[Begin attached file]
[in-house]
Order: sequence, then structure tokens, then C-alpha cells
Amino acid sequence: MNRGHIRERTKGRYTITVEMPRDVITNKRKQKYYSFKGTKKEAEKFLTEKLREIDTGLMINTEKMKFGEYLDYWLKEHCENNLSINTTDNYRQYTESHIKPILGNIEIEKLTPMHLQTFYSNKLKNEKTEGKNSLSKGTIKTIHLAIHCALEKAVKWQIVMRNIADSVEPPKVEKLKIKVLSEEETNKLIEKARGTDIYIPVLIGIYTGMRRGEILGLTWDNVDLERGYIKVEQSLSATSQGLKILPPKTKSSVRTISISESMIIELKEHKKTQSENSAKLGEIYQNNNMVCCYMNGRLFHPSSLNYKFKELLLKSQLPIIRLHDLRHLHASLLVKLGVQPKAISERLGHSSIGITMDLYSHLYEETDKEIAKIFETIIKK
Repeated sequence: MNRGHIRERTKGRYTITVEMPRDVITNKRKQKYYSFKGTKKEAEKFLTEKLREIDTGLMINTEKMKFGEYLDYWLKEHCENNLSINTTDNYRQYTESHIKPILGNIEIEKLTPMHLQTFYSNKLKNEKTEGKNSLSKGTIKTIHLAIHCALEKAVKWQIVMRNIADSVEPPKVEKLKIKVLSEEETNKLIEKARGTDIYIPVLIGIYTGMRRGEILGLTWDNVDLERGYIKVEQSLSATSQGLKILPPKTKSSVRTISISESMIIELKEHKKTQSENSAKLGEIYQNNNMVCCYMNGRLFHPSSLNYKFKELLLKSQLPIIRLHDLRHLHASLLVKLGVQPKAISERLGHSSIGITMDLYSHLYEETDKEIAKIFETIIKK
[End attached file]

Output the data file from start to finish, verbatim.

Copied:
[in-house]
Order: sequence, then structure tokens, then C-alpha cells
Amino acid sequence: MNRGHIRERTKGRYTITVEMPRDVITNKRKQKYYSFKGTKKEAEKFLTEKLREIDTGLMINTEKMKFGEYLDYWLKEHCENNLSINTTDNYRQYTESHIKPILGNIEIEKLTPMHLQTFYSNKLKNEKTEGKNSLSKGTIKTIHLAIHCALEKAVKWQIVMRNIADSVEPPKVEKLKIKVLSEEETNKLIEKARGTDIYIPVLIGIYTGMRRGEILGLTWDNVDLERGYIKVEQSLSATSQGLKILPPKTKSSVRTISISESMIIELKEHKKTQSENSAKLGEIYQNNNMVCCYMNGRLFHPSSLNYKFKELLLKSQLPIIRLHDLRHLHASLLVKLGVQPKAISERLGHSSIGITMDLYSHLYEETDKEIAKIFETIIKK
Repeated sequence: MNRGHIRERTKGRYTITVEMPRDVITNKRKQKYYSFKGTKKEAEKFLTEKLREIDTGLMINTEKMKFGEYLDYWLKEHCENNLSINTTDNYRQYTESHIKPILGNIEIEKLTPMHLQTFYSNKLKNEKTEGKNSLSKGTIKTIHLAIHCALEKAVKWQIVMRNIADSVEPPKVEKLKIKVLSEEETNKLIEKARGTDIYIPVLIGIYTGMRRGEILGLTWDNVDLERGYIKVEQSLSATSQGLKILPPKTKSSVRTISISESMIIELKEHKKTQSENSAKLGEIYQNNNMVCCYMNGRLFHPSSLNYKFKELLLKSQLPIIRLHDLRHLHASLLVKLGVQPKAISERLGHSSIGITMDLYSHLYEETDKEIAKIFETIIKK